How to Handle Moth Damage
Moth damage is never pleasing to uncover. In fact, finding holes in your clothes from moths can be disappointing, stressful, and downright unnerving. After all, no one wants insects nesting in their home and gnawing through their belongings! Although many types of moths are harmless and will not damage your clothes or upholstery, certain types of moths can wreak havoc inside your house. Knowing what kind of moths cause damage to foods, fabrics, and furniture is key. That way, you can keep disgusting little moths out of your life and away from your cutest winter outfits or seasonal throw blankets.
Nevertheless, if you find that moths have desecrated your belongings, not all hope is lost. There are some very effective ways to handle (and maybe even fix) moth damage. From there, many other useful measures can be taken to prevent moths from infesting your home in the future.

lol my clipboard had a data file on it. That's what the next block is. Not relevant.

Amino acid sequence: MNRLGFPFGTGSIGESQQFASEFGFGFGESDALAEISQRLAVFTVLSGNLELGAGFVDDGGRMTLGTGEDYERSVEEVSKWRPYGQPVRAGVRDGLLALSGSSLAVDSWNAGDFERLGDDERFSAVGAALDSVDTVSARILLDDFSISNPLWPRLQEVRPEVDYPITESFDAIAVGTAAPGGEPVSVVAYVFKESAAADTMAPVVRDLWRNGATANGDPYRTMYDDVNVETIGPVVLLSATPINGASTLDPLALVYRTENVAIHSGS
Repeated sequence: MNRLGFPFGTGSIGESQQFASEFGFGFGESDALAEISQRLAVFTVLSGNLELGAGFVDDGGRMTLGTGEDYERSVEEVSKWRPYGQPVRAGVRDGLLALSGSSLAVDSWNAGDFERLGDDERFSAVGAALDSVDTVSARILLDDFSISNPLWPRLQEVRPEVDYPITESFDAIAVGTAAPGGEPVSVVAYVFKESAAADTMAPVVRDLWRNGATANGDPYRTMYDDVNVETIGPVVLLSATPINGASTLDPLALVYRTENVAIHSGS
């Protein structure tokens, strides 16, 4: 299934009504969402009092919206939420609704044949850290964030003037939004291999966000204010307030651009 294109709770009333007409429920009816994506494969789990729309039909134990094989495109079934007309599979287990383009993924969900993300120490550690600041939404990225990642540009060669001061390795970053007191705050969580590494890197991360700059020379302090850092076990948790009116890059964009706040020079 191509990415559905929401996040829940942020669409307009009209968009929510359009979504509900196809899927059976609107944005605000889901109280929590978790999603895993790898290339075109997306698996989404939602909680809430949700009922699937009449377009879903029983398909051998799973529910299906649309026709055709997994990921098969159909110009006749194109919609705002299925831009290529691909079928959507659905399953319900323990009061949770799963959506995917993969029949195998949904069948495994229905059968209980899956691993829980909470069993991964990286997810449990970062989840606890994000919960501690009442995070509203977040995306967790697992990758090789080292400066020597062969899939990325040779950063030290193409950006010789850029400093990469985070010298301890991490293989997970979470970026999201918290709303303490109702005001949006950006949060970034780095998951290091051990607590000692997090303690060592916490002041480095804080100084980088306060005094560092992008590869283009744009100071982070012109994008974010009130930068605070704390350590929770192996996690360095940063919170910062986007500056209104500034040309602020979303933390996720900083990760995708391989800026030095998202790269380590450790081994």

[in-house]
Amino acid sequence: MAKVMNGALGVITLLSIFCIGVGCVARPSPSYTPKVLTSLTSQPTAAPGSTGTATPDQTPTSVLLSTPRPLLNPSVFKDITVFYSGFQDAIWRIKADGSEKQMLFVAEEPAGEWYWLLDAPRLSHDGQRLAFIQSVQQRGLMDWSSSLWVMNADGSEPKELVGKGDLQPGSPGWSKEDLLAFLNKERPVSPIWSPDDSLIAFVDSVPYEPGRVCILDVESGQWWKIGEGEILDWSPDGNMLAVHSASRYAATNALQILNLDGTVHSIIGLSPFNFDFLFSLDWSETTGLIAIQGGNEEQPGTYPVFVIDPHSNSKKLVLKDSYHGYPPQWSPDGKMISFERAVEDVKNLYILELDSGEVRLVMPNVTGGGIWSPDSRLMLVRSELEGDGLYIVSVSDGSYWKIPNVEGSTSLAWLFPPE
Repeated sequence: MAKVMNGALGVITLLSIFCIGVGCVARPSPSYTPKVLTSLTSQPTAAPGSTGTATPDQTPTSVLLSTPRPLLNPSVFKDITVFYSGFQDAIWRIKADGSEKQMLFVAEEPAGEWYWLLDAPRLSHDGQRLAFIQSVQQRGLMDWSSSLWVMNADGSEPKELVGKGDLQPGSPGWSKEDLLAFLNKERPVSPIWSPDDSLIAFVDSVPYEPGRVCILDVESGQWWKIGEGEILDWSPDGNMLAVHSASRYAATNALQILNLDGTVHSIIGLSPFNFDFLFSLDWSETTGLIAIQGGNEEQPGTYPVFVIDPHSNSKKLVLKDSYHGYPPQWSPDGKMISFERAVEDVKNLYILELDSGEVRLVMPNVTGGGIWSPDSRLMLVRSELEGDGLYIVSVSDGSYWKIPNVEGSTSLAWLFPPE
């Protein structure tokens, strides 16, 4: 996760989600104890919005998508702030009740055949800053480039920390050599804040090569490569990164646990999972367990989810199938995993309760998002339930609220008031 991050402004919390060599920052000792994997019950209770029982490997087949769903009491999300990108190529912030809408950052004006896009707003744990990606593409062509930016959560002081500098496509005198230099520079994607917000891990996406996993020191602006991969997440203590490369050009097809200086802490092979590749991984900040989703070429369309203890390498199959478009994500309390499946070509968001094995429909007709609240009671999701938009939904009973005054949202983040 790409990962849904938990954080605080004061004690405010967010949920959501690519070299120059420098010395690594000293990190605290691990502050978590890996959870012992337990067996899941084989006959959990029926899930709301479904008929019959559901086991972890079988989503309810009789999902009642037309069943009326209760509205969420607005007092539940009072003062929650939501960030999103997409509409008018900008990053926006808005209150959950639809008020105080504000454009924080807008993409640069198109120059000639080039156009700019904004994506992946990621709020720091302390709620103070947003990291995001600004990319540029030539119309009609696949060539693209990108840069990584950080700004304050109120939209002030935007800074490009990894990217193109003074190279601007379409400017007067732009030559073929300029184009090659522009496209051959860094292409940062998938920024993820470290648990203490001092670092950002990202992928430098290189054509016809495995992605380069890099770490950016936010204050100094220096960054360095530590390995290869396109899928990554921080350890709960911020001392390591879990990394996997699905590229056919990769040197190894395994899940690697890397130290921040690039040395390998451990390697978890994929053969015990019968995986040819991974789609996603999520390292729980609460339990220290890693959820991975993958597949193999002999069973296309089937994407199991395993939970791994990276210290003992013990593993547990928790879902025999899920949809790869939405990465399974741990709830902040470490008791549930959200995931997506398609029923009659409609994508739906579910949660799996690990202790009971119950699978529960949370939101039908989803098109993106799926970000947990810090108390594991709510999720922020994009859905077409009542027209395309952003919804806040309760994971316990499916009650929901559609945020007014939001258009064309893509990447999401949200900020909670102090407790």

In this helpful guide, we will cover absolutely everything you could ever want to know about identifying pestilent moths, handling moth damage to your belongings, preventing further deterioration from occurring, and taking defensive measures against moths. Before you know it, you will be a moth expert! Then, handling these pesky little insects will no longer be a source of stress in your life.
What Damage Can Moths Cause?
To be sure, moths can cause all kinds of issues. The extent of damage and deterioration you have to fix will depend on the species of moth you are dealing with. Apart from fluttering into your face and being generally annoying,some moths can actually cause genuine harm to items of clothing, furniture, carpets, material items, textiles, food, and even your house itself. It all depends on the type of moth plaguing you. There are two common species of pestilent moths, Clothes Moths and Pantry Moths. Clothes Moth Larvae will eat through any textiles or clothing that contain animal based fibers.